By: Michael Fox

Thursday last week the Mt Gravatt PCYC Bush Restorers joined us at Roly Chapman Bushcare to clear weed regrowth and plant 160 vines, grasses and shrubs to create an edge seal along the primary school fence.

Restoration work in Roly Chapman is part of the Mimosa Creek Precinct
Landscape Plan to link Mt Gravatt Conservation Reserve with Bulimba Creek.

An edge seal is a barrier to protect natural bushland from weed invasion. For example, reduce the feathery seeds from the yellow flowering Flatweed (Catsear) Hypochaeris radicata blowing over from the school oval.

Clearing weed regrowth was required to prepare for planting. I started by explaining the Bradley Method of regeneration:

  • Word from strength – work from least weed infected to worst infected;

    Flatweed - Hypochoeris radicata - weeders

    Expert Weed Eradicators

  • Minimise soil disturbance to maintain the diverse life in the soil

The Bradley Method does require skilled workers. So it was a real pleasure to work with two expert Weed Eradicators to remove the deep-rooted Flatweed. The ground was soft from recent rain so with carefully pulling the the weed vertically allowed removal roots and all with minimal disturbance to soil.

Bush Restorers - Smoko - 7 Dec 2017 lowres

Weeding finished … relax before planting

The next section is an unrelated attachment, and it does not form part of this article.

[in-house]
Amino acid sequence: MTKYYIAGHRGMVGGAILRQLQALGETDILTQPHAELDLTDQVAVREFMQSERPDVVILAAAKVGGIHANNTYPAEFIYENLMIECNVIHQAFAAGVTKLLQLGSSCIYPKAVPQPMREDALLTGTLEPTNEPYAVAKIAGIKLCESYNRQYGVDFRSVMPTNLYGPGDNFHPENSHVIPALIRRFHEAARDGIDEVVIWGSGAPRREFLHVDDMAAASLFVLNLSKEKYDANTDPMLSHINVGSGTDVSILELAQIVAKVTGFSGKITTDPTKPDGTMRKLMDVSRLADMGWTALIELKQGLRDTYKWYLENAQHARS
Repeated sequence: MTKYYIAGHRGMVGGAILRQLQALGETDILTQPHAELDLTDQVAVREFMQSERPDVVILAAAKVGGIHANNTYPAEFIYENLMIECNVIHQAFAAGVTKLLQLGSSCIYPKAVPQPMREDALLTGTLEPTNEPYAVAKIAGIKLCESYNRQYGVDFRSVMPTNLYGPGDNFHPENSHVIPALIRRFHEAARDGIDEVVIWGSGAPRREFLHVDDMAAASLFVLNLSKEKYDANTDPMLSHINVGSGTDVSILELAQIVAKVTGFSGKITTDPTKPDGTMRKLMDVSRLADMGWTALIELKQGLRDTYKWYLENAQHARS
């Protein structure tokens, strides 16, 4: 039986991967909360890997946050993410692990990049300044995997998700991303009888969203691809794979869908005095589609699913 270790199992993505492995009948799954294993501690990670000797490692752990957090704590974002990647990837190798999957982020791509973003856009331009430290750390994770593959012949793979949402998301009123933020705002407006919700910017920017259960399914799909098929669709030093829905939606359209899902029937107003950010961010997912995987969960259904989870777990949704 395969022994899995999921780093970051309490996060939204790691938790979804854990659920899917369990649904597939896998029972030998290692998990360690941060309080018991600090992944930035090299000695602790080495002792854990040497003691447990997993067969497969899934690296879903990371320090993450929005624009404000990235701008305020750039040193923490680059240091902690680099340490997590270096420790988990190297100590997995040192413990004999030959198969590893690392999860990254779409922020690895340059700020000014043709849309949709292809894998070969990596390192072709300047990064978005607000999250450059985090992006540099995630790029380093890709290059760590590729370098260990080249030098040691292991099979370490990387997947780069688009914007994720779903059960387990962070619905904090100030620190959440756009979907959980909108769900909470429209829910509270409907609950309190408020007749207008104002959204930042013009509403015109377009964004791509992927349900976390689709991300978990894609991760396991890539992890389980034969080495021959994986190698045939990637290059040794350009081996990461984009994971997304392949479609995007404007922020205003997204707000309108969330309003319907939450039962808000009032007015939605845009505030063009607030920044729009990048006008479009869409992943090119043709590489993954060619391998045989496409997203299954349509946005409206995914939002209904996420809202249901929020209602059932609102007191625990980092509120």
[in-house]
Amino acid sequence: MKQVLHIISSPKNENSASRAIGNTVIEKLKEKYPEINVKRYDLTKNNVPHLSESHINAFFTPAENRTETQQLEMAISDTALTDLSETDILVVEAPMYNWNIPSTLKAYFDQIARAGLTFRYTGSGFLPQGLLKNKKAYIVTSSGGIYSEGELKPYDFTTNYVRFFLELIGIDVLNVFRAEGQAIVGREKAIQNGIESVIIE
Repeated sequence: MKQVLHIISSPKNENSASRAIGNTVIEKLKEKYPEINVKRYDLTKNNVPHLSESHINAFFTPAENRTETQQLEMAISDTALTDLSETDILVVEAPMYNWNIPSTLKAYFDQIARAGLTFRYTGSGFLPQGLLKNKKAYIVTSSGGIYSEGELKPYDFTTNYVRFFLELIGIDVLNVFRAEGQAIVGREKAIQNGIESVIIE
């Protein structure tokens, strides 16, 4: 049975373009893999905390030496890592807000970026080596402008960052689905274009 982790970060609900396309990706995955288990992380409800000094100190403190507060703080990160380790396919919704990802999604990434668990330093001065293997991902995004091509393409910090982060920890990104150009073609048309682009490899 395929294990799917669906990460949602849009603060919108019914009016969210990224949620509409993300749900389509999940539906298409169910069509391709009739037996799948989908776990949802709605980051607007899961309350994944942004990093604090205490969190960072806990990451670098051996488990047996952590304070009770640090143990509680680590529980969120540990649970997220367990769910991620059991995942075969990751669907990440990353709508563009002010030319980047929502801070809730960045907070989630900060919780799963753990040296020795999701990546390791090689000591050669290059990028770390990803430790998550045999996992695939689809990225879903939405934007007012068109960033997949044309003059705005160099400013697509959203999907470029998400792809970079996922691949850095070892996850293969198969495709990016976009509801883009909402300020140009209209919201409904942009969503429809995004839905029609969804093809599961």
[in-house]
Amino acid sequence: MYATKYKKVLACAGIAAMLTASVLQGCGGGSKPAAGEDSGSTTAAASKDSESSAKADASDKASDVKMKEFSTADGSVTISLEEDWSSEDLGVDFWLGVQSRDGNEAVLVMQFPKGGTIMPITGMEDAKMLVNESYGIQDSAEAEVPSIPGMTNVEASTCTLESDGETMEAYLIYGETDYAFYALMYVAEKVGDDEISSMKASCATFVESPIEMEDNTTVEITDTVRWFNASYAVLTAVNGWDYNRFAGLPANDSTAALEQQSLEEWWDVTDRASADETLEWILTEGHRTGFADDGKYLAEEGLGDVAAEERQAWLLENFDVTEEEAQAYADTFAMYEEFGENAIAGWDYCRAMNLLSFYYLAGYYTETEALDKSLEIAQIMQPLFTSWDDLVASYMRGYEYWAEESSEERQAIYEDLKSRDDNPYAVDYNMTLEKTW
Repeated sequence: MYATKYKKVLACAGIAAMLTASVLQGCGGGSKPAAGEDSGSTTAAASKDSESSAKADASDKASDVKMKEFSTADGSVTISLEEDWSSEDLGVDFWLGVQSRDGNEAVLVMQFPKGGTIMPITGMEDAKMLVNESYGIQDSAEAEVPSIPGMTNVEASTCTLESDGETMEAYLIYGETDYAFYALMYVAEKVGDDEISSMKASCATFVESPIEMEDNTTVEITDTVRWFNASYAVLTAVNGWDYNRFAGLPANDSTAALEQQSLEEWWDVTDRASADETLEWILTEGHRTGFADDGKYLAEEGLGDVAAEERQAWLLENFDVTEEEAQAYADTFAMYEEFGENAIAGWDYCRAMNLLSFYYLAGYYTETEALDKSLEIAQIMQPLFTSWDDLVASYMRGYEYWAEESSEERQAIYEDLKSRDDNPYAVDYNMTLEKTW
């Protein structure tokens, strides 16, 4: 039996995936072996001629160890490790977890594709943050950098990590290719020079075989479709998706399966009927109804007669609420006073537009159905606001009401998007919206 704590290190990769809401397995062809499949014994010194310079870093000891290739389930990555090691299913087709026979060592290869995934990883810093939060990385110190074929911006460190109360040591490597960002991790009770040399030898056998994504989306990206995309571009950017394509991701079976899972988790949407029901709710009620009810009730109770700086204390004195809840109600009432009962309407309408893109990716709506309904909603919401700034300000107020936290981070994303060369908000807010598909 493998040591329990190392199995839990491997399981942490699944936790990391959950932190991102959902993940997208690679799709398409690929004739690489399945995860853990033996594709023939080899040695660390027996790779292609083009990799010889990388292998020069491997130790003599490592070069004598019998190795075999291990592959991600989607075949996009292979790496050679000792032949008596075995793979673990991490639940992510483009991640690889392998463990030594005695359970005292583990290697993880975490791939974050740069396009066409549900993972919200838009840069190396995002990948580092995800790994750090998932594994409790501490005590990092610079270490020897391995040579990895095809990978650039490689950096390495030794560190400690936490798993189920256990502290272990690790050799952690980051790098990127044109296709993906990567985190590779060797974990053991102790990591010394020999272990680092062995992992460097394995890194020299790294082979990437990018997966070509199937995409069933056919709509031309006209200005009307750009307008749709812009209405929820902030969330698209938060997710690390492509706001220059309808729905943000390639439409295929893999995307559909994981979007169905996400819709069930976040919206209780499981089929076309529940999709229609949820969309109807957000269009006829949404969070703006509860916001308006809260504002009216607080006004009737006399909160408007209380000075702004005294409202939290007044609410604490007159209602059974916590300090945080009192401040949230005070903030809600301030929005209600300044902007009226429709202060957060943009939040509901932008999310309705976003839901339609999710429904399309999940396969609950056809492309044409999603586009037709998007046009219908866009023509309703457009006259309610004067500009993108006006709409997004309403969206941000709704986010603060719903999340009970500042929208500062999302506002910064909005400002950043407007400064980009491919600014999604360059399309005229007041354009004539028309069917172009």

Vines

Bushes

Grass/Sedge/Rush

Sheamus Sienna sorting plants - 7 Dec 2017 lowres

Sheamus and Sienna allocate plants

Planting - 7 Dec 2017 lowres

Water crystals first then plant

Plants were selected from species already found in Roly Chapman Bushland Reserve. Vines Hardenbergia violacea and Smilax australis are a good way to hid a chain-wire fence and provide food for butterfly caterpillar and fruit for fruit eating birds. Growing to 3 metres with a 2 metre spread and reddish green foliage the Coffee Bush Breynia oblongifolia is an attractive garden feeding butterfly caterpillars and decorative Green Jewel Bugs Lampromicra senator.

Green Jewel Bug - Lampromicra senator - front - 24 July 2016 lowres

Green Jewel Bug

Grasses like Barbed Wire Grass Cymbopogon refractus and Kangaroo Grass Themeda australis will create an edge seal below the shrubs and feed seed eating birds. Sedges and rushes like Tall Sedge Carex appressa and Common Rush Juncus usitatus thrive along the fence line where run off from the school oval creates a damp habitat most of the year.

Proud Bush Restorers - 7 Dec 2017 lowres

Mt Gravatt PCYC Bush Restorers

Thank you Mt Gravatt PCYC Bush Restorers … looking forward to welcoming you back in 2018.

 

 

 

 

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By: Michael Fox

sophie-jocelyn-ryan-and-noel-24-sept-2016

Griffith Mates Sophie, Jocelyn and Ryan with Noel

 

Our Griffith Mates partners have again provided valuable for restoration of our Fox Gully Bushcare site. At the last event for 2016 we first checked what species can now be found in the Small Bird Habitat.

Griffith Mates participated in the 2015 National Tree Day planting of the Small Bird Habitat so it was great to be able to show the increase in species diversity in just one year.

painted-pine-moth-orgyia-australis-25-sept-2016

Painted Pine Moth Orgyia australis caterpillar